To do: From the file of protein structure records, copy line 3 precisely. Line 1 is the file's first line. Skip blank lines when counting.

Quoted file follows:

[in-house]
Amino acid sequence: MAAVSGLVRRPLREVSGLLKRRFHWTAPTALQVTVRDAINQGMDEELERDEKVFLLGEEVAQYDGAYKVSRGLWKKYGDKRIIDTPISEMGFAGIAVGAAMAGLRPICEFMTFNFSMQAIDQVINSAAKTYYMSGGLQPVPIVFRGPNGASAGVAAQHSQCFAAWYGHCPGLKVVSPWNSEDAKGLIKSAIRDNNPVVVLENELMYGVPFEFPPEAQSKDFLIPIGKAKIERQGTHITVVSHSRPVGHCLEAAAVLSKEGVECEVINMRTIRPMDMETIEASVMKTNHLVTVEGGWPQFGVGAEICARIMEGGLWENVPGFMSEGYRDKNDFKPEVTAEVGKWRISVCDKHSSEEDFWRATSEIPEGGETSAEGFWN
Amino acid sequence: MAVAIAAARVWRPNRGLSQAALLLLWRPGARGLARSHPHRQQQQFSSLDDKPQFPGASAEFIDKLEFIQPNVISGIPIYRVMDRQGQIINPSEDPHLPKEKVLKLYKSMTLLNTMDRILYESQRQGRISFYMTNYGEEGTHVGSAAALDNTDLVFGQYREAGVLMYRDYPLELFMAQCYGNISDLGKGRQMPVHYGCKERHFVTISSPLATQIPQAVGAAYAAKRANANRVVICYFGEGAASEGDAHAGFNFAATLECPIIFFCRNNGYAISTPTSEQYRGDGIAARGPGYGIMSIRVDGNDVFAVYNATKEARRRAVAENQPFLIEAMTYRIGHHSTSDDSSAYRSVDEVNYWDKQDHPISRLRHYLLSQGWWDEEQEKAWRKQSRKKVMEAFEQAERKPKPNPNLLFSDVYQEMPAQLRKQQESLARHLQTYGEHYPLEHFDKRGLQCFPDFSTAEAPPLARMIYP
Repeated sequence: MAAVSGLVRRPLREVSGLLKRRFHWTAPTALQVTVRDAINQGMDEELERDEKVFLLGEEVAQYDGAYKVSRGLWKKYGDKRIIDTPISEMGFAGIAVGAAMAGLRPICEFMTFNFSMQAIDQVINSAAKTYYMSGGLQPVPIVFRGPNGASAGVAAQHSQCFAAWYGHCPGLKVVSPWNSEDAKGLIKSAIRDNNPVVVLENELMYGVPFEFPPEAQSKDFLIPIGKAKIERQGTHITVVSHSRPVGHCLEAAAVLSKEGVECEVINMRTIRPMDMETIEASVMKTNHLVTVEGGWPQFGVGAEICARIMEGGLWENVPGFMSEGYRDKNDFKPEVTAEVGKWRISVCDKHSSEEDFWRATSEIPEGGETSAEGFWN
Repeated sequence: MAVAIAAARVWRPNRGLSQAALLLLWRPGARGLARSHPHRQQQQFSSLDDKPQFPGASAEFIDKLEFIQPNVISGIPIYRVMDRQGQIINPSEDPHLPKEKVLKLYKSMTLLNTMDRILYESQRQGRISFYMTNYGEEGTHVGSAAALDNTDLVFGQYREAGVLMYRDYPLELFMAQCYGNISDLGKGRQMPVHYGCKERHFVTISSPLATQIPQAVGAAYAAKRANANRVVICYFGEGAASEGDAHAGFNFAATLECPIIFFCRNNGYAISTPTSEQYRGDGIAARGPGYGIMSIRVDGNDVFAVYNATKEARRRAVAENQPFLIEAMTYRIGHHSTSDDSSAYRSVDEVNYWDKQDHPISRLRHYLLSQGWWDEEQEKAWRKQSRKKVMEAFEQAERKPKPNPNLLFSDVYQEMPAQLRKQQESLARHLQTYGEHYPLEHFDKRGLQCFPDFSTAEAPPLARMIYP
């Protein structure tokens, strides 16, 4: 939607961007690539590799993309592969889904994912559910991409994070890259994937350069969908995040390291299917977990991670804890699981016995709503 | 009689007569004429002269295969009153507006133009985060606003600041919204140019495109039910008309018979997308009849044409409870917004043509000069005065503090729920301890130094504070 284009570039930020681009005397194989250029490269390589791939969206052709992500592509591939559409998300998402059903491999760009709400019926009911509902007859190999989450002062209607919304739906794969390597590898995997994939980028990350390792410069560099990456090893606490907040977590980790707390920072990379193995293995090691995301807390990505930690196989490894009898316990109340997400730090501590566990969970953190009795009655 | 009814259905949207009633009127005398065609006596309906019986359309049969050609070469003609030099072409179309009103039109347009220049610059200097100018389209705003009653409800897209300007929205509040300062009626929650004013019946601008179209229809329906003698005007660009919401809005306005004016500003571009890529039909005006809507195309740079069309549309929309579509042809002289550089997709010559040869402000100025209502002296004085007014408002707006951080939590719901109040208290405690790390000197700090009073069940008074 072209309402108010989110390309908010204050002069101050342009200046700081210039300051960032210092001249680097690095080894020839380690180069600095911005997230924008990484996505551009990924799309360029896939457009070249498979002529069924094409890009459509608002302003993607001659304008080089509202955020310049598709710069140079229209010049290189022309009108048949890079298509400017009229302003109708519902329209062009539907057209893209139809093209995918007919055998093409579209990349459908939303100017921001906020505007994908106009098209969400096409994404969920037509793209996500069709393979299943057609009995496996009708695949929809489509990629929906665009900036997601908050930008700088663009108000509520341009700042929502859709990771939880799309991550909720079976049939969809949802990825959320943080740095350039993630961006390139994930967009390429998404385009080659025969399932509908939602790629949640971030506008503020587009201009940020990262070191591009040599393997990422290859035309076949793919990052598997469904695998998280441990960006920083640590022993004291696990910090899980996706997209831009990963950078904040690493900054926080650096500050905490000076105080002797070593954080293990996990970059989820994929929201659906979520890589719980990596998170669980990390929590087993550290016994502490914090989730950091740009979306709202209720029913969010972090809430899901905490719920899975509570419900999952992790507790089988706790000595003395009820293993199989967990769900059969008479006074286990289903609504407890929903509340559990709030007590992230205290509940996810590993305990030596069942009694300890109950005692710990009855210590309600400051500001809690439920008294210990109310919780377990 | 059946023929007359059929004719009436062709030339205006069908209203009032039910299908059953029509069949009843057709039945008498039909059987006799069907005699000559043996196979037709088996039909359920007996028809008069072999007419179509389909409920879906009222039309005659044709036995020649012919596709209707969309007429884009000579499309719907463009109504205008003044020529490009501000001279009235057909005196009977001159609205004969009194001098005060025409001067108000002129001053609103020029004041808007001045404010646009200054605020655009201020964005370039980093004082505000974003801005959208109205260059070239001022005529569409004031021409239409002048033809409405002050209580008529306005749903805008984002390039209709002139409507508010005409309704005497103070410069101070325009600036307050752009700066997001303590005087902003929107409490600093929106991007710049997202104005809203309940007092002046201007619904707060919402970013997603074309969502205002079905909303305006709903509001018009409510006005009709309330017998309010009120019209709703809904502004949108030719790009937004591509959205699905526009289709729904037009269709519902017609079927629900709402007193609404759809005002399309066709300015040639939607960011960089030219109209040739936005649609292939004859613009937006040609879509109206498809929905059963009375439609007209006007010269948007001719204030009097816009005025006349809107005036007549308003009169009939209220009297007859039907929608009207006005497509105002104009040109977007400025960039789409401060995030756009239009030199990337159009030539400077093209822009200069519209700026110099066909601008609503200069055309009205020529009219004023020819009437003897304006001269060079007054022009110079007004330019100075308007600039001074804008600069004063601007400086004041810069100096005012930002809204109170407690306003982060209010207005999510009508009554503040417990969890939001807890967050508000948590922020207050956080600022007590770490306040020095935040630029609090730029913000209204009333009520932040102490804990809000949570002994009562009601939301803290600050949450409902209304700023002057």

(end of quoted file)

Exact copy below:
Amino acid sequence: MAVAIAAARVWRPNRGLSQAALLLLWRPGARGLARSHPHRQQQQFSSLDDKPQFPGASAEFIDKLEFIQPNVISGIPIYRVMDRQGQIINPSEDPHLPKEKVLKLYKSMTLLNTMDRILYESQRQGRISFYMTNYGEEGTHVGSAAALDNTDLVFGQYREAGVLMYRDYPLELFMAQCYGNISDLGKGRQMPVHYGCKERHFVTISSPLATQIPQAVGAAYAAKRANANRVVICYFGEGAASEGDAHAGFNFAATLECPIIFFCRNNGYAISTPTSEQYRGDGIAARGPGYGIMSIRVDGNDVFAVYNATKEARRRAVAENQPFLIEAMTYRIGHHSTSDDSSAYRSVDEVNYWDKQDHPISRLRHYLLSQGWWDEEQEKAWRKQSRKKVMEAFEQAERKPKPNPNLLFSDVYQEMPAQLRKQQESLARHLQTYGEHYPLEHFDKRGLQCFPDFSTAEAPPLARMIYP